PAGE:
The global economic downturn has hit Hungary much like the rest of the region but the country may be on its way to a quick recovery on the wings of diverse and dispersed investor interest, according to BLS-CEE Hungary Partner Erzsebet Szalay.
“The global economic slowdown has impacted the entire region, and Hungary has been feeling the consequences too,” Szalay starts. “Still, with the recently passed US inflation reduction act, and with all of the economic activity in Western Europe to keep the markets alive – I’d say that we can expect a quick recovery of the region, in terms of legal work at least.” Additionally, she reports of strong investor appetite coming in from the far east. “In addition to investors from the Netherlands, the Nordic regions, and the US – we have also seen investment interest from China and South Korea.” According to her, these investors are no longer looking only into single countries when deciding on where to place their funds, but are seeking to have more of a “regional footprint for their ventures.”
Focusing specifically on Hungary, Szalay says that, somewhat surprisingly, the bulk of these investments is no longer going to Budapest. “The countryside is developing admirably, with a high number of manufacturing companies seeking to settle all over the country, especially so next to the Danube river." She notes that most of the upcoming development is to be expected in logistics and infrastructure. “Major production facilities are popping up all over Hungary,” she says.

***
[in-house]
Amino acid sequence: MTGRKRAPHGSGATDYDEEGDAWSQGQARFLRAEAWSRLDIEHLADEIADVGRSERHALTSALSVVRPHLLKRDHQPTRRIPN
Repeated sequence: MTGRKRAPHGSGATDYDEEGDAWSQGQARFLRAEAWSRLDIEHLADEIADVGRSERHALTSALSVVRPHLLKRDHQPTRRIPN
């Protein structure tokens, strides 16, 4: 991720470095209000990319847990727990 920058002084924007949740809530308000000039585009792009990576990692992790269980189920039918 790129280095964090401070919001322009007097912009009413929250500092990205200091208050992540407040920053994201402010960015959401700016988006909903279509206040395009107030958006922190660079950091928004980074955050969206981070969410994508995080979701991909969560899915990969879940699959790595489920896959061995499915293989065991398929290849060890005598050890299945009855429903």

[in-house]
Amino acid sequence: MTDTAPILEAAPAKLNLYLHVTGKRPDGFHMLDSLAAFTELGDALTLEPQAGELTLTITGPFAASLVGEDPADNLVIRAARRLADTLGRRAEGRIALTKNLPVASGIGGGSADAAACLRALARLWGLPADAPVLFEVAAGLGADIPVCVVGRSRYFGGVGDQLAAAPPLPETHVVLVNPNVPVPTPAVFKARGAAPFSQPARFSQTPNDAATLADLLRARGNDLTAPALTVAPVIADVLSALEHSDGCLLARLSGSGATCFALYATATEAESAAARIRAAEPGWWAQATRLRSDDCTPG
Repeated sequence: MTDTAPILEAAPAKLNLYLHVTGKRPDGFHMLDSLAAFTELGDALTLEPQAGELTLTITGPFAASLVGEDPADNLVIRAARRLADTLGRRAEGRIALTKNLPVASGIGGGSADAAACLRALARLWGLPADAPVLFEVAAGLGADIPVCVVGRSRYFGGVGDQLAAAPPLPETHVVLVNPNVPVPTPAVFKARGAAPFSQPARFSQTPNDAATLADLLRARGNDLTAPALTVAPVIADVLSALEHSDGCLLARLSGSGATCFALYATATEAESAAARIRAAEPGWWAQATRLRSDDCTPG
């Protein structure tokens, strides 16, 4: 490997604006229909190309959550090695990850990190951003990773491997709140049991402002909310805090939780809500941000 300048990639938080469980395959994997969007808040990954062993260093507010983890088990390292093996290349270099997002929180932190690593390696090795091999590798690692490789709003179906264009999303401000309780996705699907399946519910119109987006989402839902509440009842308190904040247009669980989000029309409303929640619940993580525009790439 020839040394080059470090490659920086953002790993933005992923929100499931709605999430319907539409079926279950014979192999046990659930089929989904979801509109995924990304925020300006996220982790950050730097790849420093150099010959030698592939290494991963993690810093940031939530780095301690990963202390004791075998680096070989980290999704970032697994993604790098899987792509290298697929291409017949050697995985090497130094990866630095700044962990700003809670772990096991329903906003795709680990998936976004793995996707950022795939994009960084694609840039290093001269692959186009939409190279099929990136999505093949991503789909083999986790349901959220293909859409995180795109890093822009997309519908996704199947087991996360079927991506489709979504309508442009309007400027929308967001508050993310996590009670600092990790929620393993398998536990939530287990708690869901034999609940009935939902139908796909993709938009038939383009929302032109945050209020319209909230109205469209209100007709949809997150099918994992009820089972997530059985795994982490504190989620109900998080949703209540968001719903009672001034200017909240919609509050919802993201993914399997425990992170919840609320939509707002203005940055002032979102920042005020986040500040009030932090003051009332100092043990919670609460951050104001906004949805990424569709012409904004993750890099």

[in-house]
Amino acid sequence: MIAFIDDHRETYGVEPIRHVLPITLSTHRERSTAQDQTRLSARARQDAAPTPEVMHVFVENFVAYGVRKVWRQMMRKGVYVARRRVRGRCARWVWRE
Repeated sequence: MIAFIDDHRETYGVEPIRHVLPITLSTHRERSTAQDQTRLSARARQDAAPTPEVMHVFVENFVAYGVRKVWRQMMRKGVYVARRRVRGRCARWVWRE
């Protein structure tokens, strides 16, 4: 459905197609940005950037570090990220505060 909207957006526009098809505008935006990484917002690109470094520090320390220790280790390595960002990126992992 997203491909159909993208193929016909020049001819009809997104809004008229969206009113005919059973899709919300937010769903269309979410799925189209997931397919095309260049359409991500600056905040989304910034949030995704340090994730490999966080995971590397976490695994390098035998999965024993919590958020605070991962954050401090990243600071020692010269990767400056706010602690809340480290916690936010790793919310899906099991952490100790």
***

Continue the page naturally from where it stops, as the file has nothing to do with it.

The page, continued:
Turning more to the legal markets, Szalay shares that she expects an increase in dispute resolution. “As usual, whenever there’s an economic downturn, two areas go up in terms of activity – dispute resolution and M&A transactions. In this particular instance, I have to say, however, that disputes are no longer happening due to the pandemic blowback,” she continues. “The cause is to be found in the global economic instability and market volatility – high energy prices, unfavorable forint foreign exchange rates, and the inflation tide, to name but a few. With many companies having settled on their business plans for the next few years and now having to rework their approach, downsize, shrink, or change course – a change in their contract network is logical, but it also means having to deal with commercial litigation,” Szalay explains.
Finally, taking the temperature of the Hungarian economy, Szalay reports good vibrations. “Everyone has a bit of a sunny disposition of late, with a deal being struck for some EU funds. However, receiving the actual funds under the recently sealed political deal is still a way off and, with some of the EU funds still being frozen, the economy might struggle more.” Still, she concludes, “overall, we see a wealth of opportunities.”